High-altitude grapes are of higher quality, and climate change is accelerating this in several ways:
• High altitude and clearer skies allow more intense solar radiation, which promotes photosynthesis, producing grapes with higher color intensity, acidity, aroma and taste. In the case of red wines, this increases their beneficial cardiovascular effects, since the skins and seeds have a higher concentration of polyphenols, which produce an antioxidant effect.
• The temperature contrast between day to night is significant during the summer, at the time of maturity of the plant; at midday, 30º C is easily reached while at night it chills down to 16º C. During night, the plant recovers, and the pulp, seeds and skins can continue to ripen evenly, promoting the synthesis of anthocyanin.
• Winds reduce the risk of diseases in the vineyard, avoiding the need for pesticides, a key benefit for our organic agriculture.
• Thin, calcareous clay topsoil on top of a muschelkalk subsoil dating back to the Mesozoic yields wines with a slight mineral taste
• The winters are long and cold with occasional snow, which improves the phytosanitary condition of the vine and late ripening.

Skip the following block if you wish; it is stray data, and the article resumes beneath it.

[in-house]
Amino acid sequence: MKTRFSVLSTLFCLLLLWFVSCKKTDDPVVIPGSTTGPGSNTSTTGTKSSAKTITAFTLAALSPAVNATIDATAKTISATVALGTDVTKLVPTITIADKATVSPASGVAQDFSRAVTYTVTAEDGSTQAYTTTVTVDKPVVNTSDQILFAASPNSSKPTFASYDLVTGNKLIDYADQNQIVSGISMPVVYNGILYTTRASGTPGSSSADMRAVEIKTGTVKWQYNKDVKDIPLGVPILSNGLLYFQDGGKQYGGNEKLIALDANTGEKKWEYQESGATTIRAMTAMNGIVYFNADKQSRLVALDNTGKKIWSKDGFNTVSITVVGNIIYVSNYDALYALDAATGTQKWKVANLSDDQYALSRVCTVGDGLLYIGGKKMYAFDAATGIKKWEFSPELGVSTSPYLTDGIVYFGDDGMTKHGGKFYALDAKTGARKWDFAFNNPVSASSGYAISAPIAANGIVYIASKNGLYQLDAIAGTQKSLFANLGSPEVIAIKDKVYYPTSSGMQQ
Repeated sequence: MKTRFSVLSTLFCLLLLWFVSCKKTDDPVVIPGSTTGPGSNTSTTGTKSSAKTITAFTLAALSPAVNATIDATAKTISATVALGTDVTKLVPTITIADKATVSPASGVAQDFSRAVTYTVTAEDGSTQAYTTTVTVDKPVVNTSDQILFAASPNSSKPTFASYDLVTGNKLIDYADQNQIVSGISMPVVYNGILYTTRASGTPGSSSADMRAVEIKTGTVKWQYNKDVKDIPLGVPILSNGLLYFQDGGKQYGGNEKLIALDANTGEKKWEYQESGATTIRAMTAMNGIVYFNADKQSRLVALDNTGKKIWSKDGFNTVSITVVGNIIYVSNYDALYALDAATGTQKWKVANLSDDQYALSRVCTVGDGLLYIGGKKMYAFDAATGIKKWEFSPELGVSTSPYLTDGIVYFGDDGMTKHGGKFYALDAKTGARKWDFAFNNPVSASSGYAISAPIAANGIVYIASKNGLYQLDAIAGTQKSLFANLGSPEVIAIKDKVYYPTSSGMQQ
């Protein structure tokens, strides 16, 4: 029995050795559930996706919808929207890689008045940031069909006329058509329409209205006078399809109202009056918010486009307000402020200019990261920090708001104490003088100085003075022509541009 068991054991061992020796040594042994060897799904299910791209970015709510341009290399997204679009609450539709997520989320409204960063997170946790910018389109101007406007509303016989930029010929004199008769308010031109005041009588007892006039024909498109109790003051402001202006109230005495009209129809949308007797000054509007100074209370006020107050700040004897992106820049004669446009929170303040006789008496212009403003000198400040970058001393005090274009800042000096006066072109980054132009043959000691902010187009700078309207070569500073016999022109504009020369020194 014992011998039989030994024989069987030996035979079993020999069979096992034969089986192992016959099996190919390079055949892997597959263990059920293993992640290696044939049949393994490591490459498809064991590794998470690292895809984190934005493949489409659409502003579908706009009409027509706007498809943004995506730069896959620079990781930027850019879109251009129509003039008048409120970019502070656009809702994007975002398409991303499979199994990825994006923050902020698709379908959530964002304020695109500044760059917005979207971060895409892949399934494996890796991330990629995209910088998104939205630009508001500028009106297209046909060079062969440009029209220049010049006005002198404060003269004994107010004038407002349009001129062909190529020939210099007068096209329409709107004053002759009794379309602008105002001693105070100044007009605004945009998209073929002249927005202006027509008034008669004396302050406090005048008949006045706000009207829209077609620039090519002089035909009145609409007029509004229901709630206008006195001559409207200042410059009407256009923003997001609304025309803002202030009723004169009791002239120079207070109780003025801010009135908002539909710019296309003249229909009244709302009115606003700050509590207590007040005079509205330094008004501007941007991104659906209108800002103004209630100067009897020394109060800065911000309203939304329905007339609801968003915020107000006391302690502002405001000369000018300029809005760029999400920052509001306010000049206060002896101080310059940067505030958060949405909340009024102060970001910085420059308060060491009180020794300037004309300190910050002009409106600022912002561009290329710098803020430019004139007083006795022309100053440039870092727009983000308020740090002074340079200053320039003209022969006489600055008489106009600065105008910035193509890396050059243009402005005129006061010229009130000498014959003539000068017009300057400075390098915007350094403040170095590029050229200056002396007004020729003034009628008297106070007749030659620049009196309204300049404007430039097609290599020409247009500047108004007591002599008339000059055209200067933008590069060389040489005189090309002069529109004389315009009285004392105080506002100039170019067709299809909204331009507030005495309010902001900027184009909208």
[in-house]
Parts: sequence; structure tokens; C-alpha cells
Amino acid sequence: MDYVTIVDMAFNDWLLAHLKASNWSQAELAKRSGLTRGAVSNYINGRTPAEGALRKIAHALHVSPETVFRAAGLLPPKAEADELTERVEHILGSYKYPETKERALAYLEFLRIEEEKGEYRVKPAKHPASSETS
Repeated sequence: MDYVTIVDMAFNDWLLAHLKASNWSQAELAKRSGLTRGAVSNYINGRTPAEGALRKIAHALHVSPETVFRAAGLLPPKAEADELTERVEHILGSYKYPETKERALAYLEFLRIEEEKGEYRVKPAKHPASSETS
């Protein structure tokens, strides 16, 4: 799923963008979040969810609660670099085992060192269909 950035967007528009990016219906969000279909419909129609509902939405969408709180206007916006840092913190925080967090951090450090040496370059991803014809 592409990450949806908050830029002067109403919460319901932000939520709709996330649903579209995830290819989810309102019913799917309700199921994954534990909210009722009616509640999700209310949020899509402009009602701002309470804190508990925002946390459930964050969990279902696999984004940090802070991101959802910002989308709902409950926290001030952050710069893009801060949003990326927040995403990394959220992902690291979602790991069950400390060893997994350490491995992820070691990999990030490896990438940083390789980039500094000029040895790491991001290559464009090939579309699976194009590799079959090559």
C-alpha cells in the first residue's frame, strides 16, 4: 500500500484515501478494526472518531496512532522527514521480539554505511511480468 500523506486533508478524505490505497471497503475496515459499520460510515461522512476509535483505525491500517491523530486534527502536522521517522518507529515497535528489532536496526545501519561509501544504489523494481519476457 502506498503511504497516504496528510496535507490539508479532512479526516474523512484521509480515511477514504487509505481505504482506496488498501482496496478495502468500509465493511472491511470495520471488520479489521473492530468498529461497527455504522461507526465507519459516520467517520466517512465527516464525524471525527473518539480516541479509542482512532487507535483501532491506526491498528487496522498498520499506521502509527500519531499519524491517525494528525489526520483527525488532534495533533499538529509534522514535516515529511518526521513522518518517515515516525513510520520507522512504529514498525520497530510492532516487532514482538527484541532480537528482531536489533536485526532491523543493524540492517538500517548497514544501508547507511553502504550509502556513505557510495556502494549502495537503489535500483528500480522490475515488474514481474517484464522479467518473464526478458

The main phenolic compounds in wine are the anthocyanins and tannins. Anthocyanins are responsible for the color in red wine, and are in the grape skins; tannins are responsible for its structure and astringency, and are in the skins and the seeds. The grape synthesizes these phenolic compounds in addition to the aromatic compounds, in response to vine water stress, UV radiation, or temperature contrasts, phenomena that are characterisic of high-altitude vinyards. The result is more aromatic wines with more color and structure, and ultimately a higher organoleptic quality.
The Montònega is a phenotype of Parellada with the same DNA but with different evolution as a result of the terroir. The grapes have typically thicker skins, which enhances wine flavour; the loose grape clusters favour sun and air circulation, which mitigates disease and promotes a balanced ripening of the vine grape; it ripens later and reaches a higher alcohol content, while preserving the acidity that gives a fresh taste to our wines.
On the Pla de Manlleu we have identified more than 200 different clones of Parellada, which are currently under study to understand the evolution of the variety over the years.
At Heratat Mascorrubí we produce wines using other local varieties such as the fresh and powerful White Grenache, the sweet Red Grenache and the delicate Sumoll, while preserving other ancestral varieties of our region.
The origins of Mascorrubí date back to the the Knights Templar castle of Celma, founded in the twelfth century. From that time, the vineyard is part of our landscape.
The land grant of the castle of Celma to the military order of the Knights Templar in 1142, at the edge of the county of Barcelona, marks the beginning of Christian domination of a territory that had suffered during the XII century Saracen raids, at the time when the river Gaia constituted the border with Saracen kingdoms.